April 2020 - Presented by Dr. Jacob Donnelly (Mentored by Dr. Joan Bernard)
A 77-year-old male presented to the hospital with gross hematuria. The patient has a history of benign prostatic hyperplasia (BPH) with outflow obstruction and had an elevated prostate specific antigen (PSA) in September of 2013 of 20.2 ng/mL (H). He underwent a cystoscopy with the following results:
The urethra was difficult to enter, but a small intraluminal papillary growth from the distal penile to mid bulbar urethra was identified.
The prostate had circumferential papillary growths starting proximal to verumontanum, approximately 2-3 cm in length. On retroflexion the intravesicular prostate appeared lobulated with a papillary mass identified.
The bladder had significant distention on entering and 350 mL of urine was aspirated.
No ureteral orifices on the right or left were seen.
No trabeculations were present.
The patient then underwent a urethral biopsy and transurethral resection of the prostate (TURP) procedure. The clinical impression was urothelial carcinoma.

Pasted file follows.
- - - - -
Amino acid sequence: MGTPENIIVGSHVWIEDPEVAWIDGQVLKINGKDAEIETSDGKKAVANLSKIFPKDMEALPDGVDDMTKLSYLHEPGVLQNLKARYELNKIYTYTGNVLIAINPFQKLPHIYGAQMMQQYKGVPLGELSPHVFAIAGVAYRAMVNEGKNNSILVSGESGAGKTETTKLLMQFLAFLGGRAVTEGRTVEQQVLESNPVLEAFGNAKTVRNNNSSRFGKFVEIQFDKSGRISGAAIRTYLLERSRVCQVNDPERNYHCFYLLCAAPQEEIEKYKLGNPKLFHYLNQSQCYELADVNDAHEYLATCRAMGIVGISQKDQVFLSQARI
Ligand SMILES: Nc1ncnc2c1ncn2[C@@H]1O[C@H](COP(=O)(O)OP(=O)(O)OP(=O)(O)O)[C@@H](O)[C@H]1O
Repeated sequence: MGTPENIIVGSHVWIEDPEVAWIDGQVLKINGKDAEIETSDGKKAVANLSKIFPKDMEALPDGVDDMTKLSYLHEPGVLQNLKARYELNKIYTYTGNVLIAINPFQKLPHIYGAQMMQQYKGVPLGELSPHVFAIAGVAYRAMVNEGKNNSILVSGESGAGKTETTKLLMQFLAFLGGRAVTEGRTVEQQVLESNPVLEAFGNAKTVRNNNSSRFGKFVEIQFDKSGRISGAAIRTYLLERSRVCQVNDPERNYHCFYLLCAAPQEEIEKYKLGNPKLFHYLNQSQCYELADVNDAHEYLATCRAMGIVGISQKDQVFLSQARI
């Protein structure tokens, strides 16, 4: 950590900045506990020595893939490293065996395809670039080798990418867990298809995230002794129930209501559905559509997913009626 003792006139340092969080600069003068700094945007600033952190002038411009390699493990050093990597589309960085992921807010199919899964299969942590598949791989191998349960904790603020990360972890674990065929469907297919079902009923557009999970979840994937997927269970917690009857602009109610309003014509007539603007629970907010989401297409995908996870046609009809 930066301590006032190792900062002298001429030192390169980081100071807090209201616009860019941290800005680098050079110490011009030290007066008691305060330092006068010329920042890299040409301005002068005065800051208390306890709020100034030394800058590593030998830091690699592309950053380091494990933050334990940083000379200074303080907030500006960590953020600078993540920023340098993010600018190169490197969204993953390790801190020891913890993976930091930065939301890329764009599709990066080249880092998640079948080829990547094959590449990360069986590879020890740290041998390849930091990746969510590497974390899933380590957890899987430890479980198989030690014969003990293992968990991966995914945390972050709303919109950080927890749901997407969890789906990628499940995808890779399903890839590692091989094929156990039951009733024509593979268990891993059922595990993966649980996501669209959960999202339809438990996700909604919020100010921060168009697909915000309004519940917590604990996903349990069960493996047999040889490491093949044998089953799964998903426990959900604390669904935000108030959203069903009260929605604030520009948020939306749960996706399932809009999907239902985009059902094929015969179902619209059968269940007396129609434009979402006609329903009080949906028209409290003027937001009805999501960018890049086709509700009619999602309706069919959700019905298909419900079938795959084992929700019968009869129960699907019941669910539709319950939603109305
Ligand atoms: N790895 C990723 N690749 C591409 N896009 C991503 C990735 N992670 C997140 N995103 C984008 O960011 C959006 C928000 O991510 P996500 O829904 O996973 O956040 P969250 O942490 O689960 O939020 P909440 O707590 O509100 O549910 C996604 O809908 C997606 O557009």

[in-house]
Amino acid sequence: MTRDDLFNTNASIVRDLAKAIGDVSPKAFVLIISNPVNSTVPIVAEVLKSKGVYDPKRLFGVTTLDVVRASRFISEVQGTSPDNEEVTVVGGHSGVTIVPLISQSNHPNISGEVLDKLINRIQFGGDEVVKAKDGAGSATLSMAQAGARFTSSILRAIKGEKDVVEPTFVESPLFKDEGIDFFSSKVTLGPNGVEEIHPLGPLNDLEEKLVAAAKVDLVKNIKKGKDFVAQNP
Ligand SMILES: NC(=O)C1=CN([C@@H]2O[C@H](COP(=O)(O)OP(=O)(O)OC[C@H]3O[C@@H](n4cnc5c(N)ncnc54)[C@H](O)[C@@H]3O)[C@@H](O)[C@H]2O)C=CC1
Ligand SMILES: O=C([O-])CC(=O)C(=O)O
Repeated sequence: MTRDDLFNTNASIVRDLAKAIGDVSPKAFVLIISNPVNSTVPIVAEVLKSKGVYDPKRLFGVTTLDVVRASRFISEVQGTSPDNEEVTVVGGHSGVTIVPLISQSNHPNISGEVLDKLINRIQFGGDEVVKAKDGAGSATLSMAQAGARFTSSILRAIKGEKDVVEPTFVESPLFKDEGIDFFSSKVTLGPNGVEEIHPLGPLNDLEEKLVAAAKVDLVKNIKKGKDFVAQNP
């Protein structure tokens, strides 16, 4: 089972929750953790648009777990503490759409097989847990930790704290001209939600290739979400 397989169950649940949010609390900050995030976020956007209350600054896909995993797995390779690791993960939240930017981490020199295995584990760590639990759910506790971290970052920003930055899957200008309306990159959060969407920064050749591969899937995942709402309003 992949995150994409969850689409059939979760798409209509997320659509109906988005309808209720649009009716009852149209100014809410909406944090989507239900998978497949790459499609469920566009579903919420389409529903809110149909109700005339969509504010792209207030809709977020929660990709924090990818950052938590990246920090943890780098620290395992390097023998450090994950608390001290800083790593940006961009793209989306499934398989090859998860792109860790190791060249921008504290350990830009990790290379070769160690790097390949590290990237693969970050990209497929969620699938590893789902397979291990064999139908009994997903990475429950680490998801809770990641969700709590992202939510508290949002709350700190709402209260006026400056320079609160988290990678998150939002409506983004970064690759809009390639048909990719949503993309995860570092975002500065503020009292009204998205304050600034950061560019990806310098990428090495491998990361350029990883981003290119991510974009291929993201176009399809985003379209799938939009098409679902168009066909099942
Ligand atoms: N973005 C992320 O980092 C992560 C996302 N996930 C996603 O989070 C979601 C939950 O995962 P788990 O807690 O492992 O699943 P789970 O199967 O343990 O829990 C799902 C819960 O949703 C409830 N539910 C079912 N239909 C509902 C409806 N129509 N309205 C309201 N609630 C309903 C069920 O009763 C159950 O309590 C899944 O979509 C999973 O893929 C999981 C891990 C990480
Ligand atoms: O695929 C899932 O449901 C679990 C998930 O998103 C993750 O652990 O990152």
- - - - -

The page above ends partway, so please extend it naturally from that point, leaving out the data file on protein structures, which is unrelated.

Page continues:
Initial H & E shows a predominantly papillary proliferation with relatively minimal stromal involvement. The papillae are lined by large cells with variably low and high N/C ratios, and the nuclei are round and have one or more prominent nucleoli. There is anisonucleosis.
Figure 1. Prostatic Urethra 2X
Figure 2. Prostatic Urethra Papillary Growth 2X
Figure 3. Prostatic Urethra 20X
Figure 4. CK7 Stain
Figure 5. CK20 Stain
Figure 6. GATA3 Stain
Figure 7. NKX3.1 Stain
Additional stains not pictured:
- PSA: Positive
- PSAP: Positive